Rights group Licadho on Saturday called for a widespread recounting of ballots from last month’s contested national election and a revote at some polling stations due to an “alarming” number of irregularities recorded by its observers.
Both the ruling CPP and opposition CNRP are claiming to have won the July 28 poll, which the opposition and other election monitors claim was riddled with problems.
Licadho’s latest claims of problems with the voting lists at polling stations, voter intimidation and outright fraud are not new, but its report offered specific examples from many of the more than 100 polling stations its observers visited on election day.
“We were expecting significant issues with the voter rolls, especially in light of earlier reports of ghost voters, drastic over-registrations and the like, but the indications of vote rigging we saw went beyond that,” said Licadho director Naly Pilorge.
“The observations detailed in this report unequivocally demonstrate the need for further in-depth investigations and additional procedures before the vote results can be finalized,” she added.
As with previous assessments of the election, most of the irregularities recorded by Licadho’s observers involved voters who by all appearances should have been allowed to cast ballots but were denied, in many cases because their names had inexplicably disappeared from the voter rolls.
At one voting site in Phnom Penh’s Meanchey district, it said, witnesses saw the son of the local village chief placing several ballots inside a ballot box on his own and a teacher stamping several ballots before hiding them.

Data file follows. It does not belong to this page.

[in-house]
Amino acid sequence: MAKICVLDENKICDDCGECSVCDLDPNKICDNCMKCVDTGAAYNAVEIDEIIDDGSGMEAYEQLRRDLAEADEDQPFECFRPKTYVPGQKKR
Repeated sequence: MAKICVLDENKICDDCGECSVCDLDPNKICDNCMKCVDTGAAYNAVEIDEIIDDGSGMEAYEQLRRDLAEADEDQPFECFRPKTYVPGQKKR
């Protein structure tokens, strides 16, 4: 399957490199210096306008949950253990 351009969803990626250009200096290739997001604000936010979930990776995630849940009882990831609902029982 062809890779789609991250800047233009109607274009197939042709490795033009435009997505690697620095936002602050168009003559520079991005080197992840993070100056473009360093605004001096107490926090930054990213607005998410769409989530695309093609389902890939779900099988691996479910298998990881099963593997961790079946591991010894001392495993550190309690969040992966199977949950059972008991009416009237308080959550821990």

At another voting site in Kandal province’s Sa’ang district, Licadho said several voters whose names appeared on the site’s voter roll told its observers that they had never voted in the province before and lived elsewhere. Another group of voters at the same site, also from other provinces, said they had been brought by their employer because it could not afford to send them home.
The report recommended a thorough review and revamping of the registration process, a revote at some of the polling sites and a recount of votes using sealed 1102 forms starting with the most competitive provinces.
The report did not name or number the exact sites where a revote and recounting should take place. Am Sam Ath, Licadho’s technical supervisor, suggested starting in the provinces of Kandal, Prey Veng and Siem Reap.
According to preliminary results from the National Election Committee (NEC), the CPP won 68 of the National Assembly’s 123 seats and the CNRP the other 55. The CNRP would need less than 200 additional votes in Kandal to win an extra seat.
Licadho said it would submit its report to the NEC and the Constitutional Council of Cambodia (CCC) today.
NEC Secretary-General Tep Nytha insisted that the Committee had stuck to the country’s election laws but would take a look at Licadho’s claims when they arrived. “We will review the report to see if there are some claims we should accept and some we should drop,” he said.
CCC member Prom Nhean Vicheth said a revote was out of the question.
“Revoting can happen in the case of natural disasters like a storm, but the election went smoothly,” he said.
As for Licadho’s call for a recount, “the NGO has the right to ask, but the Constitutional Council will do everything according to its procedures,” he said without elaborating.
The CCC in fact started counting some of the supposedly sealed 1102 forms in Kratie, but several of them were found to have been already opened.